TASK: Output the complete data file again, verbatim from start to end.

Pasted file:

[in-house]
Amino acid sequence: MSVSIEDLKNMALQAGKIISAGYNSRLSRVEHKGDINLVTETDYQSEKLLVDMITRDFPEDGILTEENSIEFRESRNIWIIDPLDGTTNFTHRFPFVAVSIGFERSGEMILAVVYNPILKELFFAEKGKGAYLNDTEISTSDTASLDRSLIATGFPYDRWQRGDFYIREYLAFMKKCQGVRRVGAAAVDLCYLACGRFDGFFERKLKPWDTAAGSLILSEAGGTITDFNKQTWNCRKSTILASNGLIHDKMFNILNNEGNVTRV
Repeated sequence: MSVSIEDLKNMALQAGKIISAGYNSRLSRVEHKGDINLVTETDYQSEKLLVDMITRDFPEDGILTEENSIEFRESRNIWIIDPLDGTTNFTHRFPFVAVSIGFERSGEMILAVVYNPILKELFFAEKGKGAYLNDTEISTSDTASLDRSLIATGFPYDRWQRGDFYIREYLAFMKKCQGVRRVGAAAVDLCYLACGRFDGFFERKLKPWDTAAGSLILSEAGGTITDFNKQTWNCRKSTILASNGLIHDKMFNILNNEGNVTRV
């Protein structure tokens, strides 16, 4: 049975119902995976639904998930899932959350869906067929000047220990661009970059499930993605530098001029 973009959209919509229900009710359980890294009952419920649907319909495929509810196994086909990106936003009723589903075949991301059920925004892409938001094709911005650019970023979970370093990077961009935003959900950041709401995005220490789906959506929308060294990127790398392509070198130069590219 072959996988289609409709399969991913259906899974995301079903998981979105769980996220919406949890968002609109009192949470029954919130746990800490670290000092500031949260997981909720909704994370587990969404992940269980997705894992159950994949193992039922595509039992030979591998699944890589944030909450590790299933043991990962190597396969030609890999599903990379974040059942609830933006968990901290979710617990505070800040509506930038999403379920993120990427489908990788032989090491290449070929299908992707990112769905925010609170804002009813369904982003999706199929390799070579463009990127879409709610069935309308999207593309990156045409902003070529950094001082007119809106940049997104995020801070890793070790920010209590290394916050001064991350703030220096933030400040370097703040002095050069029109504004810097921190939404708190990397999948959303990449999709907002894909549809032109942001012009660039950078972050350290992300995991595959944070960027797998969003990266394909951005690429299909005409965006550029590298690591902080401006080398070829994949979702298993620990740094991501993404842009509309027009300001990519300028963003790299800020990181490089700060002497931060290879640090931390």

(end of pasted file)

[in-house]
Amino acid sequence: MSVSIEDLKNMALQAGKIISAGYNSRLSRVEHKGDINLVTETDYQSEKLLVDMITRDFPEDGILTEENSIEFRESRNIWIIDPLDGTTNFTHRFPFVAVSIGFERSGEMILAVVYNPILKELFFAEKGKGAYLNDTEISTSDTASLDRSLIATGFPYDRWQRGDFYIREYLAFMKKCQGVRRVGAAAVDLCYLACGRFDGFFERKLKPWDTAAGSLILSEAGGTITDFNKQTWNCRKSTILASNGLIHDKMFNILNNEGNVTRV
Repeated sequence: MSVSIEDLKNMALQAGKIISAGYNSRLSRVEHKGDINLVTETDYQSEKLLVDMITRDFPEDGILTEENSIEFRESRNIWIIDPLDGTTNFTHRFPFVAVSIGFERSGEMILAVVYNPILKELFFAEKGKGAYLNDTEISTSDTASLDRSLIATGFPYDRWQRGDFYIREYLAFMKKCQGVRRVGAAAVDLCYLACGRFDGFFERKLKPWDTAAGSLILSEAGGTITDFNKQTWNCRKSTILASNGLIHDKMFNILNNEGNVTRV
């Protein structure tokens, strides 16, 4: 049975119902995976639904998930899932959350869906067929000047220990661009970059499930993605530098001029 973009959209919509229900009710359980890294009952419920649907319909495929509810196994086909990106936003009723589903075949991301059920925004892409938001094709911005650019970023979970370093990077961009935003959900950041709401995005220490789906959506929308060294990127790398392509070198130069590219 072959996988289609409709399969991913259906899974995301079903998981979105769980996220919406949890968002609109009192949470029954919130746990800490670290000092500031949260997981909720909704994370587990969404992940269980997705894992159950994949193992039922595509039992030979591998699944890589944030909450590790299933043991990962190597396969030609890999599903990379974040059942609830933006968990901290979710617990505070800040509506930038999403379920993120990427489908990788032989090491290449070929299908992707990112769905925010609170804002009813369904982003999706199929390799070579463009990127879409709610069935309308999207593309990156045409902003070529950094001082007119809106940049997104995020801070890793070790920010209590290394916050001064991350703030220096933030400040370097703040002095050069029109504004810097921190939404708190990397999948959303990449999709907002894909549809032109942001012009660039950078972050350290992300995991595959944070960027797998969003990266394909951005690429299909005409965006550029590298690591902080401006080398070829994949979702298993620990740094991501993404842009509309027009300001990519300028963003790299800020990181490089700060002497931060290879640090931390």